For most people, turning 21 means celebrating their first steps into adulthood. But for those with autism, turning 21 means the end of school programs. In New Jersey, there is a big need for education for adult learners with autism, advocates say.

New Jersey has the highest rate of diagnosis with autism spectrum disorders in the United States, according to a 2016 report from the Centers for Disease Control and Prevention. One in 41 children in the state, including 1 in 26 boys, is diagnosed with the disorder by their eighth birthday.

Dr. Eric Rozenblat, co-director of The Institute for Educational Achievement in New Milford, says children aging out of the system is an ongoing problem in New Jersey. He says student educational entitlement ends at age 21 and then they move into a new system within the state Division of Developmental Disabilities. He says everyone based upon assessments that are conducted gets an assigned budget to pay for services.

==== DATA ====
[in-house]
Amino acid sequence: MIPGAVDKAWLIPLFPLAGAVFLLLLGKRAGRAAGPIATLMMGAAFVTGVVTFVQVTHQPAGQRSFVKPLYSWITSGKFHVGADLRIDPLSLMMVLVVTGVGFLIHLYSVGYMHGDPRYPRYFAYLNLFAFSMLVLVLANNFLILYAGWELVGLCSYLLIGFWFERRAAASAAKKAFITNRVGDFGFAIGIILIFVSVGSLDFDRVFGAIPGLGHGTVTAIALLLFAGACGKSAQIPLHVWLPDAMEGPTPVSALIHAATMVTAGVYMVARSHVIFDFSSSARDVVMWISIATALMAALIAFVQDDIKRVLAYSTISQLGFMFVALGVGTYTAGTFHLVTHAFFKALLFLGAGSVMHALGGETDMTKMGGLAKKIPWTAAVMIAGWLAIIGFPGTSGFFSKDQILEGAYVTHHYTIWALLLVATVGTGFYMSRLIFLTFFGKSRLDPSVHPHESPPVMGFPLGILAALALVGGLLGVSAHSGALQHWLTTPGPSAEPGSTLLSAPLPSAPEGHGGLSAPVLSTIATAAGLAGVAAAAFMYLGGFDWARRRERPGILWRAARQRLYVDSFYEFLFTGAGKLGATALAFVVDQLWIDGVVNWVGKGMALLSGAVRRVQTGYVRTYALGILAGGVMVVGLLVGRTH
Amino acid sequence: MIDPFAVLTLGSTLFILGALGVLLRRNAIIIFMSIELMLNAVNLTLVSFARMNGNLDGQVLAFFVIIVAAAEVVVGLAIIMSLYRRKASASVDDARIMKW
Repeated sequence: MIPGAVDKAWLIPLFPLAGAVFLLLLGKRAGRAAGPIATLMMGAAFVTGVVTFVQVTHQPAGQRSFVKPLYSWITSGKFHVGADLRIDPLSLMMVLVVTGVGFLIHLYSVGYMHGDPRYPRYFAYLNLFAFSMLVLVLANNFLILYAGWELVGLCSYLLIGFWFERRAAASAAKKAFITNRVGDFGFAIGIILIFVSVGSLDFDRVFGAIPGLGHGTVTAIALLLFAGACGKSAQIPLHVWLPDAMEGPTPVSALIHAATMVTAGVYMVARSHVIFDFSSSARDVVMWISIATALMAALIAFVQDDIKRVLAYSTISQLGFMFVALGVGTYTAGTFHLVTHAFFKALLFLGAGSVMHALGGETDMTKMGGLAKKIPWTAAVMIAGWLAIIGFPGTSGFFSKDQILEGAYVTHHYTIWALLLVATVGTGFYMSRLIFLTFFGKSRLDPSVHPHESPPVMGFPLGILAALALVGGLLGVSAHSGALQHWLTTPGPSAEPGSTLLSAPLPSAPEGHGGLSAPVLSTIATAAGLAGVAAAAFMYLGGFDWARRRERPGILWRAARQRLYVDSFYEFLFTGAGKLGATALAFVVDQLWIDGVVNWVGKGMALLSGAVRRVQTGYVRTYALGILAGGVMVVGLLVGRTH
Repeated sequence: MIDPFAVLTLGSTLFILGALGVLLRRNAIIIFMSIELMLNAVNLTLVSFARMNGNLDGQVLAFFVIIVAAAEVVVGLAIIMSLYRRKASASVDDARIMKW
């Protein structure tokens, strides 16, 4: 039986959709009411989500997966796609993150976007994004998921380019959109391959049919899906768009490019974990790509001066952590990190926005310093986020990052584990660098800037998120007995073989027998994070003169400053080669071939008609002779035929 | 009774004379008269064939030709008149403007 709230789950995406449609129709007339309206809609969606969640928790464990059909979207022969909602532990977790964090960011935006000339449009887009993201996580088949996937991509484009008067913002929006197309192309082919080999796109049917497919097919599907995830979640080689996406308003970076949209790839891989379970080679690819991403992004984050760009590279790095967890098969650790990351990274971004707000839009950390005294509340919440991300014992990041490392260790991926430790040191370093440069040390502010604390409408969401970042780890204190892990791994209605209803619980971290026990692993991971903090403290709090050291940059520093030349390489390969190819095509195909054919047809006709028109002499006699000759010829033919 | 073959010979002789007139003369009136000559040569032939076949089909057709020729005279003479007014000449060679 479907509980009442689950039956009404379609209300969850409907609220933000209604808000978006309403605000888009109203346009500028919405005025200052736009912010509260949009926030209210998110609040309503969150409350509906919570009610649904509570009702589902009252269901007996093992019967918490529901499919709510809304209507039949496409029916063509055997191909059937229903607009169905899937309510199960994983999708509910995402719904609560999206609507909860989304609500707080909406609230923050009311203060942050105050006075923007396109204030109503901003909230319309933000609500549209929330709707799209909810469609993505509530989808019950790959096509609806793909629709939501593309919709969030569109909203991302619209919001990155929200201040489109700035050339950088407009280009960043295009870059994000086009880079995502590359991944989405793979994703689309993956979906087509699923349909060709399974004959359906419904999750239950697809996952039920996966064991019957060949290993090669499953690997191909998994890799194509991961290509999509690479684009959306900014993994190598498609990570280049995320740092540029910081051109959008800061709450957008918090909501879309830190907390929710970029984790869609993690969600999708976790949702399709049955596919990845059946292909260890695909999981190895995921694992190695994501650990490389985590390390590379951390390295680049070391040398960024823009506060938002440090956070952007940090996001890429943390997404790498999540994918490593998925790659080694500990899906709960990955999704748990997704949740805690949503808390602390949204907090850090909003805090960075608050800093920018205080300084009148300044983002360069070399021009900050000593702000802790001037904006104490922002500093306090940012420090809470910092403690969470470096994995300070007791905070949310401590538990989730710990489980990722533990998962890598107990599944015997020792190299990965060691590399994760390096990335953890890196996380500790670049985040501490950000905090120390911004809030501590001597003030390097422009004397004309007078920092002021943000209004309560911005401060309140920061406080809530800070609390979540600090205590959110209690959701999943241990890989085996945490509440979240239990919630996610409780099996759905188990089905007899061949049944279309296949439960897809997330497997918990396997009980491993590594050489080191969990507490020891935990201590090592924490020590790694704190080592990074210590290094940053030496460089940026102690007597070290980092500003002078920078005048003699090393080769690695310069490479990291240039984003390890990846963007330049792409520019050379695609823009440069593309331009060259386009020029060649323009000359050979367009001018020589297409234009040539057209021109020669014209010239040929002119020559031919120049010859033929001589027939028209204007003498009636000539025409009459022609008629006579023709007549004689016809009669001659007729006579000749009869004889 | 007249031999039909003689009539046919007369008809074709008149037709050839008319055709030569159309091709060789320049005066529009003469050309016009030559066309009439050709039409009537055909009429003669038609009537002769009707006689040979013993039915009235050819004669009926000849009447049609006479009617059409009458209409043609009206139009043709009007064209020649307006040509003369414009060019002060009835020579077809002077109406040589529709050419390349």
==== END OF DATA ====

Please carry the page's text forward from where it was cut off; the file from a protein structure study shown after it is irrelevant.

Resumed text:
The new $6 million "adult life skills" building serves people ages 3-21 with autism, targeting leisure, social, language, communication and daily living skills.

"We really focus on delivering highly intensive individualized instruction from the time they enter at age 3 all the way through adulthood," says Rozenblat.

Part of the reason why it's called an "adult life skills" program is because it goes far beyond preparing these people for employment. It also teaches them everyday skills such as going to the bank, depositing a check, going food shopping, doing laundry, going out to lunch with their friends and forming meaningful, long-lasting relationships.

He says when the program started in 2012 there was only one adult learner. There are now eight. Rozenblat adds that over the next 20 years, he's hoping to have 30 adult learners.

To find out more information about The Institute for Educational Achievement or inquire about enrollment, go to www.ieaschool.org or call 201-262-3287.